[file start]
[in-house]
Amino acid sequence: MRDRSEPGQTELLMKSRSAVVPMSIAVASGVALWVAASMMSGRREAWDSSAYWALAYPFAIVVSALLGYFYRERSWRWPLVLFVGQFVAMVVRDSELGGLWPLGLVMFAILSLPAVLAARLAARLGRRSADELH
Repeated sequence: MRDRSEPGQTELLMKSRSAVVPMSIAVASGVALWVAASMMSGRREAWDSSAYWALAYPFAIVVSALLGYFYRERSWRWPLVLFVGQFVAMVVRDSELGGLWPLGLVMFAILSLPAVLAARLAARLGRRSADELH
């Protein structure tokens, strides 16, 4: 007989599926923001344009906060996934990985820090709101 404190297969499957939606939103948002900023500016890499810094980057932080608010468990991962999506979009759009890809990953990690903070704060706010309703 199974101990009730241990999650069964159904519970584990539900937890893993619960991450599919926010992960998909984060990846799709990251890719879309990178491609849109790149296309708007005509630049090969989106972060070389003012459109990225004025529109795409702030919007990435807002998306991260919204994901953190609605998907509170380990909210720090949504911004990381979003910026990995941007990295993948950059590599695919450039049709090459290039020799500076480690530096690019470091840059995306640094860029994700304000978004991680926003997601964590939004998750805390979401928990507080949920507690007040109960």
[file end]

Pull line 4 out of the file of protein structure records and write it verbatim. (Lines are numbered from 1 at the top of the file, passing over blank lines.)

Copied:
């Protein structure tokens, strides 16, 4: 007989599926923001344009906060996934990985820090709101 404190297969499957939606939103948002900023500016890499810094980057932080608010468990991962999506979009759009890809990953990690903070704060706010309703 199974101990009730241990999650069964159904519970584990539900937890893993619960991450599919926010992960998909984060990846799709990251890719879309990178491609849109790149296309708007005509630049090969989106972060070389003012459109990225004025529109795409702030919007990435807002998306991260919204994901953190609605998907509170380990909210720090949504911004990381979003910026990995941007990295993948950059590599695919450039049709090459290039020799500076480690530096690019470091840059995306640094860029994700304000978004991680926003997601964590939004998750805390979401928990507080949920507690007040109960």